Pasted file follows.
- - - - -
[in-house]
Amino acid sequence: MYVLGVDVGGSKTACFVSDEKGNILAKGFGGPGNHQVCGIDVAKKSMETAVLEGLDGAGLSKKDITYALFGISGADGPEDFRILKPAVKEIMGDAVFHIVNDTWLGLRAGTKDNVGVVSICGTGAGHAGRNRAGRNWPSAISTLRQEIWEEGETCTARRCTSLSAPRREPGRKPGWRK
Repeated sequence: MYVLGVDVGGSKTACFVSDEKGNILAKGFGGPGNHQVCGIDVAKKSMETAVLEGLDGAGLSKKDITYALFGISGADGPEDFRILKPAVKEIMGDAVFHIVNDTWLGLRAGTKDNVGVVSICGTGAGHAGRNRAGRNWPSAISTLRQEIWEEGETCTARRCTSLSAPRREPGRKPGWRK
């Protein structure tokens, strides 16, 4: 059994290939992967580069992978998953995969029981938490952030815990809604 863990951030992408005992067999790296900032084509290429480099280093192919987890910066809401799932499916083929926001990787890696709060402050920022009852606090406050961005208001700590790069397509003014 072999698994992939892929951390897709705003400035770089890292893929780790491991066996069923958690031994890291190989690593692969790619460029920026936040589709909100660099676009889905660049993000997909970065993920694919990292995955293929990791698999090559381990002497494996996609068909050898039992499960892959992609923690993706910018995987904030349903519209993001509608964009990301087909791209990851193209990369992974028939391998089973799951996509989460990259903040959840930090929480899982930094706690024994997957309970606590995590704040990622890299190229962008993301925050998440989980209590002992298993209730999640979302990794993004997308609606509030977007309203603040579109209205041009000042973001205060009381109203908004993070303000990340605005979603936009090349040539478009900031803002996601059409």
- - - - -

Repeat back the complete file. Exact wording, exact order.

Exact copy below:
[in-house]
Amino acid sequence: MYVLGVDVGGSKTACFVSDEKGNILAKGFGGPGNHQVCGIDVAKKSMETAVLEGLDGAGLSKKDITYALFGISGADGPEDFRILKPAVKEIMGDAVFHIVNDTWLGLRAGTKDNVGVVSICGTGAGHAGRNRAGRNWPSAISTLRQEIWEEGETCTARRCTSLSAPRREPGRKPGWRK
Repeated sequence: MYVLGVDVGGSKTACFVSDEKGNILAKGFGGPGNHQVCGIDVAKKSMETAVLEGLDGAGLSKKDITYALFGISGADGPEDFRILKPAVKEIMGDAVFHIVNDTWLGLRAGTKDNVGVVSICGTGAGHAGRNRAGRNWPSAISTLRQEIWEEGETCTARRCTSLSAPRREPGRKPGWRK
């Protein structure tokens, strides 16, 4: 059994290939992967580069992978998953995969029981938490952030815990809604 863990951030992408005992067999790296900032084509290429480099280093192919987890910066809401799932499916083929926001990787890696709060402050920022009852606090406050961005208001700590790069397509003014 072999698994992939892929951390897709705003400035770089890292893929780790491991066996069923958690031994890291190989690593692969790619460029920026936040589709909100660099676009889905660049993000997909970065993920694919990292995955293929990791698999090559381990002497494996996609068909050898039992499960892959992609923690993706910018995987904030349903519209993001509608964009990301087909791209990851193209990369992974028939391998089973799951996509989460990259903040959840930090929480899982930094706690024994997957309970606590995590704040990622890299190229962008993301925050998440989980209590002992298993209730999640979302990794993004997308609606509030977007309203603040579109209205041009000042973001205060009381109203908004993070303000990340605005979603936009090349040539478009900031803002996601059409």